The Court of Appeal has now handed down judgment in Criminal Injuries Compensation Authority v First Tier Tribunal and Y  EWCA Civ 139.
Y's mother was abused by her own father, who later pleaded guilty to charges of incest. DNA tests showed that Y’s grandfather was in fact also his father. Y’s mother had been awarded compensation from the CICA in her own right in respect of the assaults on her by her father. Y was born with a genetic disorder as a result of his parents' consanguineous relationship.
Medical evidence shows that there is a 50% chance of such problems appearing in those who were born of an incestuous relationship, compared with a 2% or 3% chance in the general population. Y brought a claim to the CICA, which was refused because the CICA decided that Y's disorder was not a "personal injury" for the purposes of their 2008 Scheme. The First Tier Tribunal upheld that decision. However, in April 2016, Judge Levenson in the Upper Tier Tribunal decided that Y's disorder was a "personal injury" within the terms of the CICA Scheme. The CICA appealed to the Court of Appeal.
Sadly the CICA's appeal has been granted. The Court of Appeal decided that Y had not suffered an injury under the CICA 2008 Scheme and consequently, he could not recover compensation.
Lord Justice Leveson said:-
"For my part, I would construe the 2008 Scheme to mean that the victim of the crime of violence in this case could only be M (with the result that she was entitled to receive compensation for the personal consequences to her of her father’s actions). To suggest that Y, who had not been conceived at the time of the crime, was himself a victim of crime (the nature of the crime involved being difficult to discern) or that it is possible to assess compensation on the postulate that Y would otherwise have been born without disability and so should be compensated for the genetic disorder from which he suffers is to go beyond that which the Scheme was seeking to cover. That M (and mothers in her position) should receive compensation to reflect the undeniable difficulties which she has experienced and continues to experience in carrying the responsibility for caring for a disabled child born as a result of the sexual crime of violence committed against her is another matter and one that should be addressed by the Secretary of State: for my part, it is difficult to see why, as a matter of fairness, the common law approach adopted in such cases as Parkinson v St James and Seacroft University Hospital NHS Trust should not be incorporated into the Scheme."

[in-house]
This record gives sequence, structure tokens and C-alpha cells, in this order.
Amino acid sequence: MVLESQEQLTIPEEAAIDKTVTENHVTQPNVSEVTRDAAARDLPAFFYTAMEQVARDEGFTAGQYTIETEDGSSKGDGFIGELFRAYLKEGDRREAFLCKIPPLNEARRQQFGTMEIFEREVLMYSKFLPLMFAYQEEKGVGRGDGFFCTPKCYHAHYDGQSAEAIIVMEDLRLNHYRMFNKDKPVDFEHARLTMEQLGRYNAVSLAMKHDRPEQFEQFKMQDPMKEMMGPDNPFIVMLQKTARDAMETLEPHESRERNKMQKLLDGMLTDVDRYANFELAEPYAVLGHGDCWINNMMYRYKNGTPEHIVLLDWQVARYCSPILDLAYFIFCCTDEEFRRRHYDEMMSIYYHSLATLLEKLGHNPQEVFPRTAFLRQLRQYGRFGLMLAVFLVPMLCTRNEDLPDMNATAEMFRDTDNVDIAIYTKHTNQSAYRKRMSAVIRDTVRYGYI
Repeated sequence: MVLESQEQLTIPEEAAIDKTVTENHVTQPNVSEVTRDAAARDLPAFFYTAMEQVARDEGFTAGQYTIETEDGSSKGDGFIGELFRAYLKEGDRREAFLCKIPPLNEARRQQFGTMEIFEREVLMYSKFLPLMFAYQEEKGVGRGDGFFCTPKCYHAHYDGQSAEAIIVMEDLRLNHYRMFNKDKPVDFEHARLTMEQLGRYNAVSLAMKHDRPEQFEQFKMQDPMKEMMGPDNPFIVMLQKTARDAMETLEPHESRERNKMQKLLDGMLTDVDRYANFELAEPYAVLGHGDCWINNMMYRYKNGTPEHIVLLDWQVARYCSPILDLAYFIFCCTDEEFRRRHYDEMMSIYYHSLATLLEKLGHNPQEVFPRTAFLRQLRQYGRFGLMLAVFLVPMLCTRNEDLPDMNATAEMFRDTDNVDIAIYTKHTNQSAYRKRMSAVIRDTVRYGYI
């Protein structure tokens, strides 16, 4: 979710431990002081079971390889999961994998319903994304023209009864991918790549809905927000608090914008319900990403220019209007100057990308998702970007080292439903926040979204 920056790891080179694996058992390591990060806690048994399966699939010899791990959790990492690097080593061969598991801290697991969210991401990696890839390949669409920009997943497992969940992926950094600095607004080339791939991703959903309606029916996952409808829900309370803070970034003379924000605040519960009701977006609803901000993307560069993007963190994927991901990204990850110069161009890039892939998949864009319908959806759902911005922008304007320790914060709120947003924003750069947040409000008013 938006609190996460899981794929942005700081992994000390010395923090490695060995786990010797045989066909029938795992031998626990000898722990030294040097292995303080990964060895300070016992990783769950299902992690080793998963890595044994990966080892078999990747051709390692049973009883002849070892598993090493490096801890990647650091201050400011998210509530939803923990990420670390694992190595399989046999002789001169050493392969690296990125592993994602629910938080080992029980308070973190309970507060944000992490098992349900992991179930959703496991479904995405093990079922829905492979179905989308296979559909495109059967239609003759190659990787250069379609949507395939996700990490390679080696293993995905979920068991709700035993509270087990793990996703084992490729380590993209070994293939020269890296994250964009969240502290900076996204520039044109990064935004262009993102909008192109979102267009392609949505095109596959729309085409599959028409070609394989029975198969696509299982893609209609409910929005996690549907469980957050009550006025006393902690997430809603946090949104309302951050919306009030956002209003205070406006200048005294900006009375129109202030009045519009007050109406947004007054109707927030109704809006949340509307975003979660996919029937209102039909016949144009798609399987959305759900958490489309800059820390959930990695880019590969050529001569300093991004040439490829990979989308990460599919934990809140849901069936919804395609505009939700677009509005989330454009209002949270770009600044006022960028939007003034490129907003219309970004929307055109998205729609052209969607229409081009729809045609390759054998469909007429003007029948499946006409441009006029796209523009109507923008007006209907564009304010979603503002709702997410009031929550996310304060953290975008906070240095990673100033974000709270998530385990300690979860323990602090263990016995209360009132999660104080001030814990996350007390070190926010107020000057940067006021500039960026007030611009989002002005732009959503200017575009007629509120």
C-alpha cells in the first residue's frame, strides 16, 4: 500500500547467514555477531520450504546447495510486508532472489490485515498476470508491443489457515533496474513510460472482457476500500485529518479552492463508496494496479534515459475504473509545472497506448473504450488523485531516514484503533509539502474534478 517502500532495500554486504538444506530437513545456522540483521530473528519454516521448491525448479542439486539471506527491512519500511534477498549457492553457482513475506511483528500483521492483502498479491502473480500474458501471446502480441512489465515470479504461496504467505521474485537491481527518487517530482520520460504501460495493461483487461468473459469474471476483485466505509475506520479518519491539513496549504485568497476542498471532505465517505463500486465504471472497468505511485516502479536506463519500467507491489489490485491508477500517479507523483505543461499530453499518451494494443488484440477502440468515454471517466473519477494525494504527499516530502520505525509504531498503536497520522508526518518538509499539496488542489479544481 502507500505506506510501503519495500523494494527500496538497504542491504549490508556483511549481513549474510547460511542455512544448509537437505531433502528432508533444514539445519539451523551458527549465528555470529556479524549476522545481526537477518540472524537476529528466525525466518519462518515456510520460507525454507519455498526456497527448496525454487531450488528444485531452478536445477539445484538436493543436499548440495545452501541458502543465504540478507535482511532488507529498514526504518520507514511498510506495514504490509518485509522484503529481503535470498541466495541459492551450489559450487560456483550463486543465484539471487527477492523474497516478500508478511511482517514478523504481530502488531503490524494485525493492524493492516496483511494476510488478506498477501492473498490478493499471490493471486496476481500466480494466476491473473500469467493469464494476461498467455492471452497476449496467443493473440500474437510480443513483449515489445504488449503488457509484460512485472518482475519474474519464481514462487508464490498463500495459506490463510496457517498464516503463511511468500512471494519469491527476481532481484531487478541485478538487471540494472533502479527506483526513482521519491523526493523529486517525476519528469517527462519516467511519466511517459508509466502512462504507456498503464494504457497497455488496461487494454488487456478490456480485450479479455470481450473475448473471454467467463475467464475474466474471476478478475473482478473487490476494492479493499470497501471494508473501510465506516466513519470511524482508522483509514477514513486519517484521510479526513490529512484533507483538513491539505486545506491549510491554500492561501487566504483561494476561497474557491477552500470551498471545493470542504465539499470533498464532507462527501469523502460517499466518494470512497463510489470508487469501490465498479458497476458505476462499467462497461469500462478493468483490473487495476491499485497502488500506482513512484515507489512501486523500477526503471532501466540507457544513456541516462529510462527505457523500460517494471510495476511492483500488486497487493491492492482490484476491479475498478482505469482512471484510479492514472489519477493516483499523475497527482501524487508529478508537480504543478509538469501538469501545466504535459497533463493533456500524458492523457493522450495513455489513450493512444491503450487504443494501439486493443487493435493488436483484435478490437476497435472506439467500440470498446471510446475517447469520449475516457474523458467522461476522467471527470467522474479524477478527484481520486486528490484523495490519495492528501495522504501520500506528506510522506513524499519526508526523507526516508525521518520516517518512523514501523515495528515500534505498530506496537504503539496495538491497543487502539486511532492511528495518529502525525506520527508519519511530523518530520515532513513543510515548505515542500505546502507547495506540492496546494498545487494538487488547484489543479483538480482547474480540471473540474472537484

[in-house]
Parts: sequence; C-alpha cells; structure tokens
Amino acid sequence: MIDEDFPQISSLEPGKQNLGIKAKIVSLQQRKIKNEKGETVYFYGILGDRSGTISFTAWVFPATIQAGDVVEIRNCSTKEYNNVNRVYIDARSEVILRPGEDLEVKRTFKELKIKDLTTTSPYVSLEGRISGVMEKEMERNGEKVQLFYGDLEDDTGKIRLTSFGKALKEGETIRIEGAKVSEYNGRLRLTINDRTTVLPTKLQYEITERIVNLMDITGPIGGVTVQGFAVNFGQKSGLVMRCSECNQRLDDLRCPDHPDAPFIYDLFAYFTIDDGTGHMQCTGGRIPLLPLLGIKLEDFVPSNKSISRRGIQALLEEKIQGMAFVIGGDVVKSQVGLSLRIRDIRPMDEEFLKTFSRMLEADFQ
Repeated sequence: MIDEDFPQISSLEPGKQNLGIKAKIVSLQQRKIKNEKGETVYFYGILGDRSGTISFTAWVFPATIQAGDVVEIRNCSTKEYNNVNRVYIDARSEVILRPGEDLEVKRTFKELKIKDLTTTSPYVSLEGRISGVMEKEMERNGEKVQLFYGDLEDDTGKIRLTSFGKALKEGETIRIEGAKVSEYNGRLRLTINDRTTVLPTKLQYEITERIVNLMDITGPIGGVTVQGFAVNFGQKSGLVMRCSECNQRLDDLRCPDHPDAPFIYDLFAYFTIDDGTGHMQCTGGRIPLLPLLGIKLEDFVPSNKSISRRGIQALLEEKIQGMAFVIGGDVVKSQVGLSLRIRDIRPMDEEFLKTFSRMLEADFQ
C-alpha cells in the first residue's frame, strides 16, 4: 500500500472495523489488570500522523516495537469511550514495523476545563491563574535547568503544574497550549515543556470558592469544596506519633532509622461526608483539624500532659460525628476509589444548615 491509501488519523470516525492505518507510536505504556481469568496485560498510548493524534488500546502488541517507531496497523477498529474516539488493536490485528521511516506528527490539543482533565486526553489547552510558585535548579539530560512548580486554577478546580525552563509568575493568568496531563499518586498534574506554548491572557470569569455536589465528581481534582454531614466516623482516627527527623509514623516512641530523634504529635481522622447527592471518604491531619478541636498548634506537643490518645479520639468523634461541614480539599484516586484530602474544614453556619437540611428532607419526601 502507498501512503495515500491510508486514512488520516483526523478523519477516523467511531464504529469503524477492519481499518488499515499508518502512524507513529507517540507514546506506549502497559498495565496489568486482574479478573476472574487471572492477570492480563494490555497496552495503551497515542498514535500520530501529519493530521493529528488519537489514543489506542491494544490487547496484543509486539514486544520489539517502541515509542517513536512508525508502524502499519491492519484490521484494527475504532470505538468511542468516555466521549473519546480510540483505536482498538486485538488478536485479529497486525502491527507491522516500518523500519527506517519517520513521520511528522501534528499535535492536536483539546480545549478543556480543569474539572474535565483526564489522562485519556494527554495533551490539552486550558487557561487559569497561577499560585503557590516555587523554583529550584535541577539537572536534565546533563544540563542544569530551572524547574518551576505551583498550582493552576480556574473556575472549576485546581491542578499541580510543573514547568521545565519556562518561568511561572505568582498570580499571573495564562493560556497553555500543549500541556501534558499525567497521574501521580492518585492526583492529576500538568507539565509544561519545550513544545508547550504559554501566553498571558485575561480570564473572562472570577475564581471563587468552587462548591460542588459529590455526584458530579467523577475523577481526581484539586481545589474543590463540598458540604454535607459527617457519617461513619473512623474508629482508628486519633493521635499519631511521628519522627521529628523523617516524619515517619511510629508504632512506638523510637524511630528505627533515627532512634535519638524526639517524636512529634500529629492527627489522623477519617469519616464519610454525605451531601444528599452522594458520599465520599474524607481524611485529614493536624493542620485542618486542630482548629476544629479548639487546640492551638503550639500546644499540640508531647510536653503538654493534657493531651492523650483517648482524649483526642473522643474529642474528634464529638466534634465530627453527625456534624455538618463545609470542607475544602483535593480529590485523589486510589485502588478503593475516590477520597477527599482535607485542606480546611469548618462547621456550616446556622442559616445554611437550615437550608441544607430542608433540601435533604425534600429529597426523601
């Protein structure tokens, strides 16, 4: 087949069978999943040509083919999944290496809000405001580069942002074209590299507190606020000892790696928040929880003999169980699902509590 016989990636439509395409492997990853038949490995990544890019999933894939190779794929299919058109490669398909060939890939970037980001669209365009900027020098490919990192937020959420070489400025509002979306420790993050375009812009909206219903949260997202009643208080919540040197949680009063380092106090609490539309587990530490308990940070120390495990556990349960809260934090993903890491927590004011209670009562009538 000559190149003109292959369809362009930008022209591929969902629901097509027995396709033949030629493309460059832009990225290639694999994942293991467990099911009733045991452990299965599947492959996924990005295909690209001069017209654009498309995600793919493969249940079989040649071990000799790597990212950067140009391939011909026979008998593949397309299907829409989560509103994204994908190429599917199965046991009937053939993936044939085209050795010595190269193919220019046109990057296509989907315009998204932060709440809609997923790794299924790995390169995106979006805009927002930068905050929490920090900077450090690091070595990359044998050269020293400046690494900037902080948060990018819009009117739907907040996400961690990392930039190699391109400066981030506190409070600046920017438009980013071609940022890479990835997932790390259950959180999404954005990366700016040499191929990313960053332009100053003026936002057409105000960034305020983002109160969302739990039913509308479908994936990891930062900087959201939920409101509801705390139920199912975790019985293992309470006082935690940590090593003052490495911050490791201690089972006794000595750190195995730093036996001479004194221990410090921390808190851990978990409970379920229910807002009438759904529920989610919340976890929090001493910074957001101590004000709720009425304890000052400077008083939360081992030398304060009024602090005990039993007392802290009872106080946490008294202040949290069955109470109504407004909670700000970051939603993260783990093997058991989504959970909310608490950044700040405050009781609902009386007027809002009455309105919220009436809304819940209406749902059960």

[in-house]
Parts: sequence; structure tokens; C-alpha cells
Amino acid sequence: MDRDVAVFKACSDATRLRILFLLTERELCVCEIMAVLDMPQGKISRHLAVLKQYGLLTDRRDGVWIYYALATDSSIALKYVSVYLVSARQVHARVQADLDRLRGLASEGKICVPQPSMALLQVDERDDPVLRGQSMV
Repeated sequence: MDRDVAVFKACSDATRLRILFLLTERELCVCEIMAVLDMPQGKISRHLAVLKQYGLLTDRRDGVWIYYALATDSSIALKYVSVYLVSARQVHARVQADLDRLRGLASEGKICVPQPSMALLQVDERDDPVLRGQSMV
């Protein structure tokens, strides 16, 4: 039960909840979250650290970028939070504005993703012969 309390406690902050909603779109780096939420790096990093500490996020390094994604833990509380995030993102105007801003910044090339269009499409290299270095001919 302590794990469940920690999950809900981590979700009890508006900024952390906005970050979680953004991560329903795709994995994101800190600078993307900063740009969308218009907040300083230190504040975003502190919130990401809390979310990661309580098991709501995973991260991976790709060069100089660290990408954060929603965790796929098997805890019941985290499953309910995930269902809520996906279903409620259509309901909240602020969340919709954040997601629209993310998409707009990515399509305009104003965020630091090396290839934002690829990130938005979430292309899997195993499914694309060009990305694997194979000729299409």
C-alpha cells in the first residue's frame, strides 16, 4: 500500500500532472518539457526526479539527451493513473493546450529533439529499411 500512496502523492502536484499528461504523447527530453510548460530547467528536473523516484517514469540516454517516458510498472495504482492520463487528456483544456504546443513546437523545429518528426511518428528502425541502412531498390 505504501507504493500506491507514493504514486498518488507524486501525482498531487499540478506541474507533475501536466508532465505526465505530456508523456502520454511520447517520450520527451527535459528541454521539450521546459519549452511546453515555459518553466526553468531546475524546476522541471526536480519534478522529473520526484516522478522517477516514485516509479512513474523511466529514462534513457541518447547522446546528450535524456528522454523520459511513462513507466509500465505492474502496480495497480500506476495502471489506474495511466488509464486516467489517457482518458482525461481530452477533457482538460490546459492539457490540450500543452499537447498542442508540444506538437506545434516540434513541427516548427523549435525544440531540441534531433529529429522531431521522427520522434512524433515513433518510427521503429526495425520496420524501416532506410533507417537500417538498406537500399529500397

Malcolm Johnson of BL Claims, the solicitor advocate who represented Y before the Court of Appeal said that this was a bitter result for Y and his mother, who had fought so long and hard for compensation.
However, the Court of Appeal said that the CICA Scheme should address the position of mothers who find themselves caring for a disabled child born as a result of a sexual crime.
Lord Justice Leveson also said in his judgment:-
"I cannot leave this case without again repeating my profound sympathy for M and the difficulties that Y experiences. That cannot, however, blind me to what I consider as the only proper construction of the 2008 Scheme. In the circumstances, I would allow the appeal and restore the order of the FTT."
Mr Justice McFarlane in the Court of Appeal also said:-
"The courts are, sadly, familiar with cases in which both the physical and long-term emotional impact of child sexual abuse are all too plain to see……….Although, as a matter of law, we have, in my view, no option but to decide against this claim, I fully understand why M has brought it and I admire her for doing so. She is a survivor who continues to care for her needy and highly disabled son and is a lady who, despite my tenuous encounter with her, commands my great respect."
Malcolm Johnson, Specialist Child Abuse Lawyer